Oil prices dip on Russian price cap discussions

The EU is reportedly considering a limit in the range of $65 to $70 a barrel

A pump jack operates in front of a drilling rig owned by Exxon near Carlsbad, New Mexico, U.S. February 11, 2019. Picture taken February 11, 2019. To match Insight USA-SHALE/MAJORS . REUTERS/Nick Oxford
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Crude prices were down on Thursday as expectations of a high price cap on Russian crude exports eased concerns about tight supply.

Brent, the benchmark for two thirds of the world’s oil, was trading nearly 1 per cent lower at $84.65 a barrel at 3.39pm UAE time. West Texas Intermediate, the gauge that tracks US crude, was down 0.6 per cent at $77.51

The Group of Seven advanced economies (G7) is set to impose a price cap on Russian oil from December 5 and the EU is reportedly discussing a cap in the range of $65 to $70 a barrel.

“This has been rejected by some as too favourable for Russia and is being pushed for by others that rely on shipping as a vital part of their economy,” said Daniel Richards, Mena economist at Emirates NBD.

“A high price cap would likely be more beneficial in keeping oil supplies uninterrupted as it would mean prices close to what Russia is already receiving.”

The goal of the cap is to keep Russian barrels in the market without allowing Moscow to reap the benefits of high prices.

Brent crude closed in on a record high of $140 a barrel after Russia’s invasion of Ukraine but has since given up most of the gains amid concerns about slowing growth in China and the broader global economy.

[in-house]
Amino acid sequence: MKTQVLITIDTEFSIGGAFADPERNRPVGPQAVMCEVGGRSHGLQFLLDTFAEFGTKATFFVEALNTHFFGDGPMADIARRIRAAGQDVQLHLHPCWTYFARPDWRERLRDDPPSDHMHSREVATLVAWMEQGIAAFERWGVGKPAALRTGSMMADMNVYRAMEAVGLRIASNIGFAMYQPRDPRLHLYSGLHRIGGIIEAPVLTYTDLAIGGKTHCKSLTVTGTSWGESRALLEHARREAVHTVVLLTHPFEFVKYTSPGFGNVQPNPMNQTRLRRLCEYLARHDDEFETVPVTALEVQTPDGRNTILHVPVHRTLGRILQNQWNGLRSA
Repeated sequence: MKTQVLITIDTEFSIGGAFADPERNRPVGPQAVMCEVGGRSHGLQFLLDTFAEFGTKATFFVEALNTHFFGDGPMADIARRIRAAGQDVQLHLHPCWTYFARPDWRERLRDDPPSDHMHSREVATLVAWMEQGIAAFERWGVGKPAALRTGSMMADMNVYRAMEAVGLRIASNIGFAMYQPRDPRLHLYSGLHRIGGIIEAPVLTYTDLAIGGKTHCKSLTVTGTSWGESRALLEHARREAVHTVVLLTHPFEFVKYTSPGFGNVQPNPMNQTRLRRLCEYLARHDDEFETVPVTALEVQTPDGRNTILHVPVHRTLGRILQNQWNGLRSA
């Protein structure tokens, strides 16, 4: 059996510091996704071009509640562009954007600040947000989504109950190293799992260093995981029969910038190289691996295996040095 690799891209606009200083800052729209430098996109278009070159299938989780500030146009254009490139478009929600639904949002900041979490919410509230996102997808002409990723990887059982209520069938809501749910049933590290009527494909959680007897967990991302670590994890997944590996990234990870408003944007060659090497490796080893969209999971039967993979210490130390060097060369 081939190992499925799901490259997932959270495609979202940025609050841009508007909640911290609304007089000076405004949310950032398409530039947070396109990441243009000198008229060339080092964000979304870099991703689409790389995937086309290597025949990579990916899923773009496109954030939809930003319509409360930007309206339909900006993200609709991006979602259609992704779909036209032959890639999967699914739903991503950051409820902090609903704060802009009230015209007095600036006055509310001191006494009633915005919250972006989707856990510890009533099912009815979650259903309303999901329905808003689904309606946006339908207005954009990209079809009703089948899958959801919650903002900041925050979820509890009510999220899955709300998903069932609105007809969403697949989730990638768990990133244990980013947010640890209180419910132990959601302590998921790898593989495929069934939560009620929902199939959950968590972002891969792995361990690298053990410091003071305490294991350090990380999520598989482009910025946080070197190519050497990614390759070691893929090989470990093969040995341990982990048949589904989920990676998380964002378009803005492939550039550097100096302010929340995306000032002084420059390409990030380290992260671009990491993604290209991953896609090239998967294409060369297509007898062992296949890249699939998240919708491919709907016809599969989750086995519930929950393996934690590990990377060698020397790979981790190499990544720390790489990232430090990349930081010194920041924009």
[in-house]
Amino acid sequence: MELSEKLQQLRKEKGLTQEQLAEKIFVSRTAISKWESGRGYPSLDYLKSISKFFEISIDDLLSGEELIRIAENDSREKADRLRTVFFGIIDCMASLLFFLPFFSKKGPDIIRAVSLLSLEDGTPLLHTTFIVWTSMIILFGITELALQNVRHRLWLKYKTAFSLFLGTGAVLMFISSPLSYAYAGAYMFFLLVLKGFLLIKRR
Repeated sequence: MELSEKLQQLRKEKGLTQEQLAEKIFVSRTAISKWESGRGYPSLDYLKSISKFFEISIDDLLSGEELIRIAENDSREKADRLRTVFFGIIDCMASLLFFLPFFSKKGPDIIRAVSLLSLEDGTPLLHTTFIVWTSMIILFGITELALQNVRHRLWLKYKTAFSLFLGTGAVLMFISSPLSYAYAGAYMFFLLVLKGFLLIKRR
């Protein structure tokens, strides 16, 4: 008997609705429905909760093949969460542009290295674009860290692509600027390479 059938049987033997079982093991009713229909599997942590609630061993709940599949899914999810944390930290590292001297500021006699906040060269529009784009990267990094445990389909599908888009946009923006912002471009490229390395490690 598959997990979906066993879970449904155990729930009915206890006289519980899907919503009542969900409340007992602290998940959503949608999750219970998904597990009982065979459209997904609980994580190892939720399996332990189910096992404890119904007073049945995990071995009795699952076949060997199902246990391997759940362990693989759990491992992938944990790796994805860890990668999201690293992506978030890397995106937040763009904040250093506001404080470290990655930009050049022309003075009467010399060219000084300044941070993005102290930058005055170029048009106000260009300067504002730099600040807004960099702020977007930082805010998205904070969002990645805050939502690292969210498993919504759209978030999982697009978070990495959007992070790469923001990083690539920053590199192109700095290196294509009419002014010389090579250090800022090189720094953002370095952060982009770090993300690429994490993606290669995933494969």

US crude stocks fell by 3.7 million barrels in the week that ended on November 18 while oil production was unchanged at 12.1 million barrels per day, according to the US Energy Information Administration (EIA).

Petrol inventories increased by 3.1 million barrels from the week before while distillate fuel stocks rose by 1.7 million barrels, the EIA data showed.

“Traders are also concerned about the build-up in the US inventory data, which has suggested to some extent that there is more than ample supply,” said Naeem Aslam, chief market analyst at AvaTrade.

Producers are gradually ramping up activity in the US shale basins, where oil prices of $50 to $60 a barrel are necessary to turn a profit due to high drilling costs.

The supply could “outpace” the demand for crude, especially with recent economic data from the US pointing to a slowdown in manufacturing, Mr Aslam said.

“Opec's oil supply will likely remain a wild card until their next meeting and could keep oil prices volatile.”

Prices fell by about $5 on Monday after the Wall Street Journal reported that top crude exporter Saudi Arabia was considering raising output targets by 500,000 bpd at the next Opec+ meeting.

Crude futures rebounded to about $88 a barrel after Saudi Energy Minister Prince Abdulaziz bin Salman said the current output cut would continue until the end of 2023.

Opec+, an alliance of 23 oil-producing countries, has slashed its collective output by 2 million bpd amid worsening signs of a global economic slowdown.

The group will meet next on December 4, a day before the G7’s price cap and an EU embargo on Russian crude exports are set to come into effect.

Updated: November 24, 2022, 11:51 AM
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